A Letter In Your Writing Doesn’t Mean You’re Not Dead

A yellow Cactus in an underground setting sets your correspondent off into futile reveries of austerity motoring.

Hello Yello. (c) Driven to Write

Towards the latter part of the 1980s, I can recall taking the view that Citroën was missing an opportunity to (in)directly replace the 2CV by introducing a pared-back version of the Visa, powered by the 602cc flat twin and featuring perhaps a full length sunroof. It wouldn’t have been the same as the beloved tin snail of course, but might have extended the life of the concept beyond the point where collision and emissions regulations killed-off the Deuche or any chance of a more sympathetically developed successor.

Now in reality there was probably little real appetite, either within PSA or indeed amongst the buying public at the time to consider such a car, and certainly once the AX model became available, it pretty much mopped up what few French 2CV (and LNA) owners there were left. The AX was thoroughly competent and commendably lightweight, but was, if anything, even more screamingly conventional than the Visa – which at least had the advantage of looking somewhat Citroënesque, not to mention being surprisingly pleasant to drive.

citroen-c15. (c) ranwhenparked

To some extent the Visa-based C15 took on the latter-day deux chevaux mantle, being practical, basic, economical and long lived – production only ceasing in 2005. Citroën’s 1996 Berlingo also could be said to have imbibed a similar spirit, but was perhaps a little too polished and definitely too pricey to truly qualify. Honourable mention as well to Renault’s original Twingo, not to mention the tiny twin-cylinder Aixams and Ligiers, which despite being somewhat more urban-centric in conception, nevertheless developed a loyal following throughout rural France.

And so to the Cactus. It is believed that it was originally intended to be a more basic and simplified car than the version which entered the market in 2014. What necessitated PSA changing tack may have had something to do with PSA’s own highly publicised financial woes earlier this decade, and conceivably a mistaken belief that the post-Eurozone crash market for back-to-basics cars wouldn’t last – a matter Dacia disabused the market of rather comprehensively in the years that followed.

Berlingo. (c) bestcarmag

Certainly, the Cactus had within it the hallmarks of a decent back-to-nature Citroën, even if it, like all putative modern-day 2CVs, was utterly conventional beneath the skin. Nevertheless, shorn of some of the more needless fripperies, there would have been a lot to commend a lightweight, practical and roomy car with only the barest of essentials added.

Manual windows, a single three cylinder petrol engine (and one diesel option perhaps), a large (manually operated?) sunroof, a simplified dash and IP – (no touchscreen or needless electronics) and a cheerful, hard wearing cabin ambience. Within this environment, the fold-out rear passenger windows might have been recognised as prudent cost-cutting measures (the 2CV’s equivalents didn’t open at all), rather than the penny-pinching they were (in my view) over-criticised for.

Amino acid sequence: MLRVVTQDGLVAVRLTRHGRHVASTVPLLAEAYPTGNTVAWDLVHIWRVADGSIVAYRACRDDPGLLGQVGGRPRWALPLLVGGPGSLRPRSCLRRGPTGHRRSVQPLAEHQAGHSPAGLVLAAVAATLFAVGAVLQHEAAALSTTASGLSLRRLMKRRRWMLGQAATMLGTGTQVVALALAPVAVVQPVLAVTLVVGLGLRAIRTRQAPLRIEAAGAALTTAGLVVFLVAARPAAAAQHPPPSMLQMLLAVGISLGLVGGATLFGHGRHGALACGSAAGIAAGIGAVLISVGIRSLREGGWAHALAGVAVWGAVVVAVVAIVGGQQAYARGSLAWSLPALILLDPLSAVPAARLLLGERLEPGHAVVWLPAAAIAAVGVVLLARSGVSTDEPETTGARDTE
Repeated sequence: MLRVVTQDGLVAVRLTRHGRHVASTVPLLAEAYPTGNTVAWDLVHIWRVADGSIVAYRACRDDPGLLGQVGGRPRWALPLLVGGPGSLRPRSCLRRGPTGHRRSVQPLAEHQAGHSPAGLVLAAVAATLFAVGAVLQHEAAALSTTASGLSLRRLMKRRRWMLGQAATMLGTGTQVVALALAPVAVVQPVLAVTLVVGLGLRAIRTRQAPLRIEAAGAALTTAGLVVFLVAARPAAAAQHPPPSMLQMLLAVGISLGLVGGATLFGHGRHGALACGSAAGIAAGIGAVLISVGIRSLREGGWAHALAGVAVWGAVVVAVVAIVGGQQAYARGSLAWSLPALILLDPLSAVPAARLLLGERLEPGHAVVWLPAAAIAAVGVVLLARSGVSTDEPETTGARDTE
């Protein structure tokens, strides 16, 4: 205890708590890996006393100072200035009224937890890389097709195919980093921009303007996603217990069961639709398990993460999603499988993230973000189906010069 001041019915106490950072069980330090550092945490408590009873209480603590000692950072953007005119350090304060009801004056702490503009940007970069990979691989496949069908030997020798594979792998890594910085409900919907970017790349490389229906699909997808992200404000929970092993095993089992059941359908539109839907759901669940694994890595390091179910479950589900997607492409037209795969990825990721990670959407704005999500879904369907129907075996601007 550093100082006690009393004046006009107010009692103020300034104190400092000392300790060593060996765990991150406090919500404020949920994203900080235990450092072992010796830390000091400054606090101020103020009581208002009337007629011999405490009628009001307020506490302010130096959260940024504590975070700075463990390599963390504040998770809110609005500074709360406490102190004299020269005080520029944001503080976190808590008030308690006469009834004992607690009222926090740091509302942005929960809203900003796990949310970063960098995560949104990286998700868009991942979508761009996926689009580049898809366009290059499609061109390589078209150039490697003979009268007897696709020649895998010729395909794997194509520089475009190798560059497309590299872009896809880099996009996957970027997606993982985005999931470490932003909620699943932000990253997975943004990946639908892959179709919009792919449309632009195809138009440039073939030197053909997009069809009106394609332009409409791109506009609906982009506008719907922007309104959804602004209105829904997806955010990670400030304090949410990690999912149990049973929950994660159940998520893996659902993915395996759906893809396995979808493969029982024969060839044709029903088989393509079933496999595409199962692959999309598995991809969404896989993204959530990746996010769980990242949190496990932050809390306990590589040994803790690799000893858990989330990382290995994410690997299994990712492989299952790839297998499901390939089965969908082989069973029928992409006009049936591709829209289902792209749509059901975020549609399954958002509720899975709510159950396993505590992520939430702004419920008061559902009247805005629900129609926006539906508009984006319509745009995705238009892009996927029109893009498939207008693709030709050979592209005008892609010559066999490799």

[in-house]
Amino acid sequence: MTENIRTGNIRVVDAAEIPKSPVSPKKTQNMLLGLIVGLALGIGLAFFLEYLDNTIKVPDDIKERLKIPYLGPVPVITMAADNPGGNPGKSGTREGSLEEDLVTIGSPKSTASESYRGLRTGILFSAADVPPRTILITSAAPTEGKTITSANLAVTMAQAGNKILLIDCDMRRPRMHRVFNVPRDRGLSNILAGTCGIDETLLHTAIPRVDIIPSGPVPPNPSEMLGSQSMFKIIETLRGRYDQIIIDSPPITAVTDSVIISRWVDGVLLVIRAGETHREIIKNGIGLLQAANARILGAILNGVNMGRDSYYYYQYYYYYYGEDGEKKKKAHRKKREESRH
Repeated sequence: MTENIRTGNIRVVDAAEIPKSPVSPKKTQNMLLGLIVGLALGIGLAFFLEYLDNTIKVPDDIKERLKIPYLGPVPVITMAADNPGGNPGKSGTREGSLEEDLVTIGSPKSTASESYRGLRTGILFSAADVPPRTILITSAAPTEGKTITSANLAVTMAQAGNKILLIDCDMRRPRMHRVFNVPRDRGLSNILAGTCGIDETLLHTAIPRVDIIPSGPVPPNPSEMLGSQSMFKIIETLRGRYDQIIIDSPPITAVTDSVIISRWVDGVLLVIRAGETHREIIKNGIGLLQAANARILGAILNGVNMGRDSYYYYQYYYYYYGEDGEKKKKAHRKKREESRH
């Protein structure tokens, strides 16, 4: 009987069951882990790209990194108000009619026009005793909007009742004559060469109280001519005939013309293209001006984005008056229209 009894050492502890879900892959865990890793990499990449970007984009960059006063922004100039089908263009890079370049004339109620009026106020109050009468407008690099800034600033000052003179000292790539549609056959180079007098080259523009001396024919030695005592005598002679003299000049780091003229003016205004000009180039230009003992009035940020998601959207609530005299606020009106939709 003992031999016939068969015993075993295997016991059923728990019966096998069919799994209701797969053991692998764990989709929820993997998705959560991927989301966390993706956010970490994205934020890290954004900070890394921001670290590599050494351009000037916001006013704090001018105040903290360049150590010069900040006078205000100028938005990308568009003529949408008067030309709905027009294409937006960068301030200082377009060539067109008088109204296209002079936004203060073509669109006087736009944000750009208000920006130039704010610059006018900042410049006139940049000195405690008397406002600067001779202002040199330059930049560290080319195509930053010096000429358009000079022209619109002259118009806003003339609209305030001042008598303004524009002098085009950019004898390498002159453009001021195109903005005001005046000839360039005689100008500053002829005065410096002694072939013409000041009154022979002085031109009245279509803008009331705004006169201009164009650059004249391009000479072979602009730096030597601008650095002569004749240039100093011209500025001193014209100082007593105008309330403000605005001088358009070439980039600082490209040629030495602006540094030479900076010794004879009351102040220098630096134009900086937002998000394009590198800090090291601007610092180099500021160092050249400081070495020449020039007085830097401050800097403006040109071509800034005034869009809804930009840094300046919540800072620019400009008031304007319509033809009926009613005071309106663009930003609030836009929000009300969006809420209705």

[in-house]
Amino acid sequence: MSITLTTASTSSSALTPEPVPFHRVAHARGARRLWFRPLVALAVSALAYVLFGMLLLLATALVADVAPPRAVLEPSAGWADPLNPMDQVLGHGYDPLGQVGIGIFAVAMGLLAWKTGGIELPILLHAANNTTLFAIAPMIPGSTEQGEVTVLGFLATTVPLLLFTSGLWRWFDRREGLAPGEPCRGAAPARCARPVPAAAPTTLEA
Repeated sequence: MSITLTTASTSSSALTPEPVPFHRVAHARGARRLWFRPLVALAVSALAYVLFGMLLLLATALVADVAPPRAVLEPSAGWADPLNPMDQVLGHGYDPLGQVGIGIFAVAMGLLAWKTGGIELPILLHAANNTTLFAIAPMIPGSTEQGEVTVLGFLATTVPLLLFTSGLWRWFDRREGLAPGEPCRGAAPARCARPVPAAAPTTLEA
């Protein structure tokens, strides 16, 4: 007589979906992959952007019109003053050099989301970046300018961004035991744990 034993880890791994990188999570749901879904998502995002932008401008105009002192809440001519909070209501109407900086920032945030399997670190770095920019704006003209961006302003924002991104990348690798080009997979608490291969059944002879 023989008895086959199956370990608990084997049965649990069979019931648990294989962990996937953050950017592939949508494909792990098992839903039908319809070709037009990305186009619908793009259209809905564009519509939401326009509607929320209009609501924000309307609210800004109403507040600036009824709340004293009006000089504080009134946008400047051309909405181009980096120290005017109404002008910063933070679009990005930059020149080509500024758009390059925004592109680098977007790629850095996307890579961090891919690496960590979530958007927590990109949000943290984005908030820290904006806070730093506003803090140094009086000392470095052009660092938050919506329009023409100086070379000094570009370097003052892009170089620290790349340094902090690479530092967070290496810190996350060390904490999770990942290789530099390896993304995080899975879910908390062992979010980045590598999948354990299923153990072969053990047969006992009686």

It is of course unclear as to whether the Cactus would have fared better in this form, but I suspect that it might. As Dacia has illustrated, the market for a decent, well executed, basically specified car is a healthy and vibrant one if executed well and given that the Cactus would have enjoyed the additional benefit of its own unique style, it’s possible see how such a car might have found a sustainable corps of customers without requiring a great deal of regular updates.

Some Cacti (c) Pinterest

What I suspect is that PSA management either realised somewhat belatedly that the Cactus’ business case could only be justified at a more expensive price-point, or that it was felt that this direction provided more profit per-unit, given the risks inherent in an unproven offering whose likely volumes could only really be guessed at. Either way, it paid a commercial price for Citroën’s indecision, entering the market as an ill-defined product – neither upmarket enough to justify the optimistic pricing nor austere enough to take on the Dacias of this world.

Contrast with the original 2CV – a car conceived to a clear, concise and rigorously adhered to mission and creative brief, but against that in retrospect, given its expensive mechanical specification, bespoke engine and platform, one has to wonder just how long it must have taken Citroën to have amortized the development costs.

At one time I might have been horrified by the notion of Citroën producing only basic downmarket vehicles – memories of large patrician saloons dying hard – but upon reflection, I’m not sure I wouldn’t prefer to see the double chevron making honest, intelligent, sensible, well thought-out and inexpensive cars again (assuming they were permitted to do so of course) rather than the part-cooked confections they routinely offer now.

Author: Eóin Doyle

Co-Founder. Editor. Content Provider.

26 thoughts on “A Letter In Your Writing Doesn’t Mean You’re Not Dead”

  1. Wasn’t a big part of the design spec of the 2CV that it had to be robust and durable enough as well as ride comfortably to cope with the poor rural roads in post WW2 France ?